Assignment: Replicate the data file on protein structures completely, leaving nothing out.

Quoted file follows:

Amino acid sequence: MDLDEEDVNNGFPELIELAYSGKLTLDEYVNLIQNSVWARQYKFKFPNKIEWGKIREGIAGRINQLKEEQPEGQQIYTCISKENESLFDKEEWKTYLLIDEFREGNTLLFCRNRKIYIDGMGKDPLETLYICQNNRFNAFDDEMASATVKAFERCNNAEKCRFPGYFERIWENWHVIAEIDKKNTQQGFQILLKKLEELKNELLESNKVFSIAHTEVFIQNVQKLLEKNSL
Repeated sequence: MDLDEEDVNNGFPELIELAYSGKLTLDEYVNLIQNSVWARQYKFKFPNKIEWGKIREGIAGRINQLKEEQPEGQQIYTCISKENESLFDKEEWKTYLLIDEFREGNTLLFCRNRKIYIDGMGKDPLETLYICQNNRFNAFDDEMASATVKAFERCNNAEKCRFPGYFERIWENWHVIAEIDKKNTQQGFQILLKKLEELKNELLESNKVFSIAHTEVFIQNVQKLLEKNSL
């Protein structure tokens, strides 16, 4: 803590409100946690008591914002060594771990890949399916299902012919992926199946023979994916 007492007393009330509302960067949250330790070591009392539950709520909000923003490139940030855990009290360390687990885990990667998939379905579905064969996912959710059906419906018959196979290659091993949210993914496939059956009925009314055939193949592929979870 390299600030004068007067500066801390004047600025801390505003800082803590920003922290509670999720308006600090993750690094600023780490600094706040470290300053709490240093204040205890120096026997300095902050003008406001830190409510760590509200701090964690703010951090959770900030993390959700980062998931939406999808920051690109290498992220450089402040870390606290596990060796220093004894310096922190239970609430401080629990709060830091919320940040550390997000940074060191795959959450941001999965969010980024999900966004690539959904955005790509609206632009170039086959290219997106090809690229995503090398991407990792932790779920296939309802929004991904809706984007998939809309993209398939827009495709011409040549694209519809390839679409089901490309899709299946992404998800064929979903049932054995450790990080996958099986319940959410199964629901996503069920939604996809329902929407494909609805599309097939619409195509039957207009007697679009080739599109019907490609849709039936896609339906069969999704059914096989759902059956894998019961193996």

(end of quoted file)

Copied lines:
Amino acid sequence: MDLDEEDVNNGFPELIELAYSGKLTLDEYVNLIQNSVWARQYKFKFPNKIEWGKIREGIAGRINQLKEEQPEGQQIYTCISKENESLFDKEEWKTYLLIDEFREGNTLLFCRNRKIYIDGMGKDPLETLYICQNNRFNAFDDEMASATVKAFERCNNAEKCRFPGYFERIWENWHVIAEIDKKNTQQGFQILLKKLEELKNELLESNKVFSIAHTEVFIQNVQKLLEKNSL
Repeated sequence: MDLDEEDVNNGFPELIELAYSGKLTLDEYVNLIQNSVWARQYKFKFPNKIEWGKIREGIAGRINQLKEEQPEGQQIYTCISKENESLFDKEEWKTYLLIDEFREGNTLLFCRNRKIYIDGMGKDPLETLYICQNNRFNAFDDEMASATVKAFERCNNAEKCRFPGYFERIWENWHVIAEIDKKNTQQGFQILLKKLEELKNELLESNKVFSIAHTEVFIQNVQKLLEKNSL
């Protein structure tokens, strides 16, 4: 803590409100946690008591914002060594771990890949399916299902012919992926199946023979994916 007492007393009330509302960067949250330790070591009392539950709520909000923003490139940030855990009290360390687990885990990667998939379905579905064969996912959710059906419906018959196979290659091993949210993914496939059956009925009314055939193949592929979870 390299600030004068007067500066801390004047600025801390505003800082803590920003922290509670999720308006600090993750690094600023780490600094706040470290300053709490240093204040205890120096026997300095902050003008406001830190409510760590509200701090964690703010951090959770900030993390959700980062998931939406999808920051690109290498992220450089402040870390606290596990060796220093004894310096922190239970609430401080629990709060830091919320940040550390997000940074060191795959959450941001999965969010980024999900966004690539959904955005790509609206632009170039086959290219997106090809690229995503090398991407990792932790779920296939309802929004991904809706984007998939809309993209398939827009495709011409040549694209519809390839679409089901490309899709299946992404998800064929979903049932054995450790990080996958099986319940959410199964629901996503069920939604996809329902929407494909609805599309097939619409195509039957207009007697679009080739599109019907490609849709039936896609339906069969999704059914096989759902059956894998019961193996």